Temperature: 29

Road condition: Dry

Clothing: Heavy winter coat, timberland shoes, light Pearl Izumi gloves. I forgot my Nutcase helmet at home, so I had the traditional Bell Venture today: my whole head, but especially my ears, were notably colder.

Comfort: Aside from the ears, perfect! I rode pretty hard without working up a sweat at all.

On Saturday, I finished up my home-made pannier project. It’s a simple roll-top design, made of 430D Nylon pack cloth (a fabric on the lighter side, it turns out), and is absolutely gigantic. For example, I carried three bags of groceries in it. It compromised my steering less than you would think…

Large pannier filled with groceries
My home-made pannier: it is meant to roll at the top, but it was so full that instead I just clipped it shut and then used a cable to keep it from tipping over.

I made the pannier for my Cetma rack, as there didn’t seem to be good commercial options for it. It attaches by four velcro straps around the fork and rack strut, as well as straps that reach down from the rails on the rack. The idea is that I could still strap items to the rack deck itself while having loaded panniers.

Empty pannier with grocery bags

The pannier, unloaded and clipped shut: I put four or five rolls in the top to close it to its rough "design" size.

When I first completed it, I thought it was too big. However, I like being able to move the kitchen sink. I’m going to make a matcher, and then probably remove my rear rack and start looking for a two legged kick stand that fits on the Crosscheck. After the second go-around, I’ll try to put out some how-to for any other home-made gear enthusiasts.


Temperature: 41

Road condition: Dry

Clothing: Heavy winter coat, timberland shoes. I took off my gloves (light EVO ones) pretty quickly.

Comfort: I was riding pretty fast the whole way, so I ended up getting a bit too warm. Otherwise, lovely!

Yesterday was the inaugural meeting of Boston-area bike bloggers (or in internet parlance, BABBA). Some of those in attendance were (the people behind) Bike Safe Boston, Commonwheels Coop, Hub Bicycle, Bikeyface, Boston Cyclists Union, Steve Miller and, obviously, theHumble Cyclist, as well as a variety of non-blogging bike enthusiasts. A good time was had by all, and those who stuck until the end of the night had a little convoy north of the river, where many of the “Boston” bike bloggers seem to reside. Following on our discussion of promoting road safety with blogs, no traffic laws were broken on the ride home; I also observed an unusually high number of people able to do track stands. I don’t know when the next meeting will be, but I encourage all to attend as either blog readers or writers!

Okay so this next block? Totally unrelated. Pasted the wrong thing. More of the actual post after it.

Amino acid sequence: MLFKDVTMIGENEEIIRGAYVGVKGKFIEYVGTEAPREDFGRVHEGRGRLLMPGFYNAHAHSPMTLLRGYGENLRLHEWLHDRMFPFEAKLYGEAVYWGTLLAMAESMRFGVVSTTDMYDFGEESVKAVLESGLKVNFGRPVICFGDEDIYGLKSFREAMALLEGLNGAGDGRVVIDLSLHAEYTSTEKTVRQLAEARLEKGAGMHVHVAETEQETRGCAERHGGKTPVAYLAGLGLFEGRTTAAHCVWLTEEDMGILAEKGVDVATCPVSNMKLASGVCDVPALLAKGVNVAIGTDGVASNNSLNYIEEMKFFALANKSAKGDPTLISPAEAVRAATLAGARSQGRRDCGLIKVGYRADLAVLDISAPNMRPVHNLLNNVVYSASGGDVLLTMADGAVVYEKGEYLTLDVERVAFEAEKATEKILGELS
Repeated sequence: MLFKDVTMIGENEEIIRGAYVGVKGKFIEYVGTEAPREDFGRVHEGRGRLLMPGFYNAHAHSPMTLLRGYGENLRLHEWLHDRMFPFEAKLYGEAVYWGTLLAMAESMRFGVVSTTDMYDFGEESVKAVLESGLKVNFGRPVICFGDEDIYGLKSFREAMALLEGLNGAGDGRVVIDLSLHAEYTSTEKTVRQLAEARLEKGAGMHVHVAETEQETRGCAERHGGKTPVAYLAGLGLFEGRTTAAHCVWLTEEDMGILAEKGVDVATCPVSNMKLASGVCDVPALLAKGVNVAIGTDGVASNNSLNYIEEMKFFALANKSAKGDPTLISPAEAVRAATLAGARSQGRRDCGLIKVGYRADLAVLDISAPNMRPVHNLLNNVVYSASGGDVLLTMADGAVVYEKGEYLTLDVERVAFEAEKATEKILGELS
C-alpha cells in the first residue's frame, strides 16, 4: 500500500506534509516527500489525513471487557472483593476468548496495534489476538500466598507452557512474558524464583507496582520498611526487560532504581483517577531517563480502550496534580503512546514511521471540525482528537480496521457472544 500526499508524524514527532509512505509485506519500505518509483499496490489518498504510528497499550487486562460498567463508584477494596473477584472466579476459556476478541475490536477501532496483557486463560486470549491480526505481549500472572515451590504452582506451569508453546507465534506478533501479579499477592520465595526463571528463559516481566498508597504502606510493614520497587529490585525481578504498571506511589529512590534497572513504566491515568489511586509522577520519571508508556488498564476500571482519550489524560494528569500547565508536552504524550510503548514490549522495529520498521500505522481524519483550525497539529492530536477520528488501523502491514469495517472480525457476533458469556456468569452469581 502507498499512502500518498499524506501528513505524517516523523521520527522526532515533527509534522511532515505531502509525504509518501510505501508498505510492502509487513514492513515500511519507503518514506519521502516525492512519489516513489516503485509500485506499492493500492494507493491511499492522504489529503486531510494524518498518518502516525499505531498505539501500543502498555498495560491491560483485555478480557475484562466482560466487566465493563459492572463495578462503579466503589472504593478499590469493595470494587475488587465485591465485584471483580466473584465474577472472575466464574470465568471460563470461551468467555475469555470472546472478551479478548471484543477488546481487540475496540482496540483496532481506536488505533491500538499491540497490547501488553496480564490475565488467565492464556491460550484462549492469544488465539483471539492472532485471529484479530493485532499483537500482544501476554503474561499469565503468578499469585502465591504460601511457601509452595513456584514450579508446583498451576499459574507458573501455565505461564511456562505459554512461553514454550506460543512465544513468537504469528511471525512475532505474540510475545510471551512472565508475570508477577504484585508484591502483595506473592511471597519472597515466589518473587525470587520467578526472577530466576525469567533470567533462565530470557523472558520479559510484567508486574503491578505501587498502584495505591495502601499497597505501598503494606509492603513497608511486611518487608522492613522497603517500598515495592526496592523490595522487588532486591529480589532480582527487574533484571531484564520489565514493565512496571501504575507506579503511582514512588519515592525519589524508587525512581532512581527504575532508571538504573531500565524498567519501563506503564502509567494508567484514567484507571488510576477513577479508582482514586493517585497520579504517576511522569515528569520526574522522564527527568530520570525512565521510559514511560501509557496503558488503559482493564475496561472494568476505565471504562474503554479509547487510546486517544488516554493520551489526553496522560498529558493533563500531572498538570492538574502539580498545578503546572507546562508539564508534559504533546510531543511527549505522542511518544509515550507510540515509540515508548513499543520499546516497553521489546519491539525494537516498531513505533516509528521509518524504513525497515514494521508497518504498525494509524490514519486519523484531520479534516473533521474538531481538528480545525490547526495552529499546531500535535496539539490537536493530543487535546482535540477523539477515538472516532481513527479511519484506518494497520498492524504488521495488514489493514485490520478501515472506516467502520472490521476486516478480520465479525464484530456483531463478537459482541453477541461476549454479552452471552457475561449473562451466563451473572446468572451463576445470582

Following yesterday’s promise to “portage” one bike with another, I managed to follow through without too much fuss!

Bike on bike portaging: good luck parsing the mess of tubing

I did put some scratches on the “top” bike from its rubbing against the wheel axle (lesson: don’t put the removed wheel against the frame), as well as somehow getting grease on my pants (lesson: if you handle the dirty bits on a bike, you will get dirty). I consider these minor costs to advancing the world’s bike mobility!


Temperature: 37

Road condition: Dry

Clothing: Heavy winter coat, timberland shoes, EVO gloves

Comfort: Worked well; the wind-breaking covers on the EVO gloves warmed up my hands after I started the ride without them.

Everybody got scared off by the weather forecast today (it is currently snowing!), although the snow didn’t start falling until after 9 am, and should be done by the evening.

Helmets; Cool and Dry

February 23rd, 2012

I cringe at the frequent sight of people wearing broken helmets or mis-adjusted ones. Last year, I saw a man riding with a helmet whose strap had been cut (I wonder if it was stolen off a locked bike?); I regularly see helmets pushed too far back or with straps dangling three inches below the chin; sometimes a person is riding an ancient helmet which doesn’t have a plastic outer shell. I always wonder to myself: why don’t these riders take helmet safety seriously? I know that I am unusual in say, religiously reading manuals, however it seems obvious that a helmet pushed way back on your head is both uncomfortable and useless. Why even bother?